It has few if any known predators, and often lies coiled on the ocean floor in a pattern that resembles a pile of intestines. For shelter, many varieties choose to hide in crevices between rocks, or make mucus covered burrows. A few species move on cilia over a slime trail they excrete, but the larger species in the deep often move with an undulating muscular wave pattern resembling a slow snake. Algae and other sessile animals sometimes anchor themselves to some of these creatures, while others contain an irritant in their skin.

12)  Coffinfish
Disappointingly, coffinfish bear little resemblance to coffins. These prickly, brightly-colored bulbous bodies with long tails strongly suggest gourds, but one look in its mouth will assure you this small fish’s name is apt. Like many deep sea dwellers, coffinfish have a disproportionately large, gaping mouth—and in this case, it appears black and hollow like a deep grave. The feature is so prominent it inspired the scientific name for coffinfish: melanostomus, which comes from the Greek “melanos” for “black” and “stomus” for “mouth.” Even closed, this maw produces a solemn frown on coffinfish. Though we doubt this is a sign of mourning for the fish that pass that way to eternal slumber.

Coffinfish - Chaunax endeavouri
Coffinfish Chaunax endeavouri

Have no fear about slipping into this void, however. Most coffinfish grow to about 10 centimeters, and tend to stick to quietly trawling the mid-depth continental slopes of the ocean for easy prey.

11)  Gulper Eel
Gulper eels are also called pelican eels. They lack a lot of bones common to fish, including ribs, the symplectic bone of the skull, and a bony flap normally protecting the gills. These eels also lack a swim bladder, scales, and pelvic fins, giving them the appearance of a very simple, primitive creature. These traits combined make the eel a poor swimmer, meaning it must rely on a single bioluminescent organ on the tip of its tail to act as a lure for its prey.

Gulper Eel - Eurpharynx pelecanoides
Gulper Eel - Eurpharynx pelecanoides
By Alexei Orlov ([1]) [CC-BY-3.0], via Wikimedia Commons

While examination of stomach contents and teeth indicate this species eats small crustaceans, gulper eels have enormous mouths that are extremely disproportionate in length and width to their long, slender bodies—up to one fourth of their one meter length. The hinge of this eel’s jaw is set back and very loosely hinged, giving these creatures the capability of swallowing something much larger than themselves. Additionally, the shape of the mouth appears to form a distensible pouch like a pelican’s, giving the eel its other common name and creating a mystery for marine biologists. The theory is these creatures use their pouches as a net to capture larger amounts of the tiny prey it eats, but the habits of gulper eels are difficult to study as they range up to 3000 meters below sea level.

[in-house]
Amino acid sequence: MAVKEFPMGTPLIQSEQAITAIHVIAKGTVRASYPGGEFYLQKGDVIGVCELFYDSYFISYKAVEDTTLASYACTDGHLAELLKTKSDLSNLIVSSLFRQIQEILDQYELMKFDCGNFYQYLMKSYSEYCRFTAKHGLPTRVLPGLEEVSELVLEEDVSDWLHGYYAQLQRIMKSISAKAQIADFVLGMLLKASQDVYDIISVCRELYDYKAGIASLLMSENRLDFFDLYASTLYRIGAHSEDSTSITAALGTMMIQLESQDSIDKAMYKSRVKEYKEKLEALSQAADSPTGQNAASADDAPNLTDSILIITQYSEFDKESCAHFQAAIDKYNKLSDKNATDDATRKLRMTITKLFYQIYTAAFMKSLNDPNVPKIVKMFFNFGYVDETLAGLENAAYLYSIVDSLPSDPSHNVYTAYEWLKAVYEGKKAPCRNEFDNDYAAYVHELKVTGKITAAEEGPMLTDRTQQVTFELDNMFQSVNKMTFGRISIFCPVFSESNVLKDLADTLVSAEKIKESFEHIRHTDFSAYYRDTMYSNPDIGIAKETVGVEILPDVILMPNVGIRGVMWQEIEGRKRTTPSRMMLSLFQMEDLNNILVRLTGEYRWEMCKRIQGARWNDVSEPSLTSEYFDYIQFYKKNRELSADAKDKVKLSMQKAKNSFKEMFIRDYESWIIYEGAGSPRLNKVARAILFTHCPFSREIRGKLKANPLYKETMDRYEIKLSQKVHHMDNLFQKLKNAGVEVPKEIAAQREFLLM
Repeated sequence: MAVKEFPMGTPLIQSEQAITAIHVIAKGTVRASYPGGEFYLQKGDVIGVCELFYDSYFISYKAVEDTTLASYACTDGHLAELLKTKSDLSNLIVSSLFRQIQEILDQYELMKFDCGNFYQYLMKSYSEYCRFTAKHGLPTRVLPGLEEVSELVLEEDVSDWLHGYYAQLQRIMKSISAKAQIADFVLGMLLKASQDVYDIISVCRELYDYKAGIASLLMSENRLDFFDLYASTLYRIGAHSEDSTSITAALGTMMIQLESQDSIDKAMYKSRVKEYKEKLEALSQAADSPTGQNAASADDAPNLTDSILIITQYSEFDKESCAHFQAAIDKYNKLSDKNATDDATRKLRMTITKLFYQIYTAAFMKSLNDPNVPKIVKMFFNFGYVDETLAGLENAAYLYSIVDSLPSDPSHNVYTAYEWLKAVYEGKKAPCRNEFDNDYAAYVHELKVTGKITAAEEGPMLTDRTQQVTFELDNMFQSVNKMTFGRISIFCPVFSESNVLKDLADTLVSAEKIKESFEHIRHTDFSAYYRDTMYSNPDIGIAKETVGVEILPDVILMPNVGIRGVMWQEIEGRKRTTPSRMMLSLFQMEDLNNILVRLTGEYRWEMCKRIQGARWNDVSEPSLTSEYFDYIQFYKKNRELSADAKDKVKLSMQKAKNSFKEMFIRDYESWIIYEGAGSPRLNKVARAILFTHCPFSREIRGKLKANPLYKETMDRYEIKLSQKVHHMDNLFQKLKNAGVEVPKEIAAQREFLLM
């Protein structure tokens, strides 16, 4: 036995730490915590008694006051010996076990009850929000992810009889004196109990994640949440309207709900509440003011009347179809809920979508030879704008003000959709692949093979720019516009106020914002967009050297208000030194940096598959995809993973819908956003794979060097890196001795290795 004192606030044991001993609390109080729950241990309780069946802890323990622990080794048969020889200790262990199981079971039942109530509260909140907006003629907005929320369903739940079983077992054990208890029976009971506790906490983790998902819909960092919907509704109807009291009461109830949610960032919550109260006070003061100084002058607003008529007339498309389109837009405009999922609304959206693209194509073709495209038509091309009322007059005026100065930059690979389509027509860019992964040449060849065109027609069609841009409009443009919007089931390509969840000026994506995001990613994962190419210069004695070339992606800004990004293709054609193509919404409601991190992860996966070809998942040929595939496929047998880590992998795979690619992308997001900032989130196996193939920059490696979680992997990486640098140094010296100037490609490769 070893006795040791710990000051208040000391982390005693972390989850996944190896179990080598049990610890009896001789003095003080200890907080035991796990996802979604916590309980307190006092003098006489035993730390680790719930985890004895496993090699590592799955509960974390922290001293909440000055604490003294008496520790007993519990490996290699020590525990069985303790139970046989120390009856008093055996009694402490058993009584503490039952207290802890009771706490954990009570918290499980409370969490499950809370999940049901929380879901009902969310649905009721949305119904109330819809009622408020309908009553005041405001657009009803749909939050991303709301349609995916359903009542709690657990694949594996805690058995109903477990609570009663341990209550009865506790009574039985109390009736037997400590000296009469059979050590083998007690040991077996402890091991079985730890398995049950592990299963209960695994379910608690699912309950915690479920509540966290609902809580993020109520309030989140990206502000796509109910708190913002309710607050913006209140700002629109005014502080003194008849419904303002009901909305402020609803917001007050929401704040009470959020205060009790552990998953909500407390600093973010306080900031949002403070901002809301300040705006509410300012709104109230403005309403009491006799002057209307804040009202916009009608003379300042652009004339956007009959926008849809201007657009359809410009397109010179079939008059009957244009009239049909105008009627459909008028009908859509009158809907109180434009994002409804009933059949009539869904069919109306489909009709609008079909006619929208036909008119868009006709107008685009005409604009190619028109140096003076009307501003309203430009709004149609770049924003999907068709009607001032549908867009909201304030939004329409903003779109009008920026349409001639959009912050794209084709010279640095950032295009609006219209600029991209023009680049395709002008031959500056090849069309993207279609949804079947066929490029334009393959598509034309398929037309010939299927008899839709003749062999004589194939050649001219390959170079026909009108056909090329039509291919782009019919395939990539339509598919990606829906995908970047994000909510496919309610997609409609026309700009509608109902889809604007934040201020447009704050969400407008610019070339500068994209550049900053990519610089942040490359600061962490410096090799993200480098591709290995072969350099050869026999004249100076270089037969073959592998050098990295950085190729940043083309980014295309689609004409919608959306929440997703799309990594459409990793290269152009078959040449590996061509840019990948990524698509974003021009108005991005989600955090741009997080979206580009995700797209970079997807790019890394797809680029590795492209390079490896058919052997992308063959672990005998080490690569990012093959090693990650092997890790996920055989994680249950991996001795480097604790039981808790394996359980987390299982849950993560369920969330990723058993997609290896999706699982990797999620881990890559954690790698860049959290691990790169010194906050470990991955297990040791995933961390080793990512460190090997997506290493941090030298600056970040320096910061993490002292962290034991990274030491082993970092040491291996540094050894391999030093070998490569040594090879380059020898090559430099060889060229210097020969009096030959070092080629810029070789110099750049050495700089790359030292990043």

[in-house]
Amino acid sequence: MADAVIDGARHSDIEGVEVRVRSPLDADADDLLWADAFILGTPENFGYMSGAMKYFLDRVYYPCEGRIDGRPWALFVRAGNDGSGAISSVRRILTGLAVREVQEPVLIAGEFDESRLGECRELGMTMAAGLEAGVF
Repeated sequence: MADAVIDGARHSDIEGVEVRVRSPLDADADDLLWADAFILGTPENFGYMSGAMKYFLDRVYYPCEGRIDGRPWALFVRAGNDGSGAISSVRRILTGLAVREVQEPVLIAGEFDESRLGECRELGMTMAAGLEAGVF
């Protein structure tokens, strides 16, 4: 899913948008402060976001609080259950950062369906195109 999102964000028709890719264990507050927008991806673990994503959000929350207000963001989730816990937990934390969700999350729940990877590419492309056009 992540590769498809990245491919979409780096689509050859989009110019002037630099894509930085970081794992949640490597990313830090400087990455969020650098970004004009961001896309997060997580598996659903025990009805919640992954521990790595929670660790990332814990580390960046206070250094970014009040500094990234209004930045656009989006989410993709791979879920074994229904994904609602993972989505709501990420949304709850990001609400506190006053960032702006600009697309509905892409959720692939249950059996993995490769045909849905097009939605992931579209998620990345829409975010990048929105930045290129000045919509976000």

10)  Black Dragonfish
There are several species of fish that we commonly call “dragonfish,” but these are in a class all their own—or, well a genus and species: Idiacanthus atlanticus. Heavily sexually dimorphic, males are nondescript, unadorned little brown fish only a few centimeters long and not even having a full GI system. Females—on the other hand--grow up to 40 centimeters long, and are pitch black with dark round eyes, a chin barbel, and large razor teeth.

Black Dragonfish - Idiacanthus atlanticus
Black Dragonfish Idiacanthus atlanticus

Black dragonfish use bioluminescence both to attract prey and ward off predators. The barbel lights up and bobs like a lure—a common trait in deep sea fish—and most of the body will light up when threatened, from the lateral line to the tips of the fins. What makes these abilities unusual in this species is in addition to typical blue spectrum light, dragonfish also produce a red light with such a long wavelength it is nearly infrared. While this is mostly out of range for human vision, it is detectable and highly attractive to some other species in the black dragonfish’s natural habitat.

9)  Sea Devil
Another sexually dimorphic species, sea devils comprise several species of angler fish. It has a bioluminescent barbel on its forehead that it can wiggle around to resemble the movements of small prey to lure in its own meal. Its jaws are large and inclined with inward facing teeth that, while long, can be depressed to allow larger prey to enter its mouth without impediment. Once inside, any attempt to swim backwards will cause these teeth to catch and prevent escape.

Sea Devil
Sea Devil
By Lovej (Own work) [CC-BY-SA-3.0], via Wikimedia Commons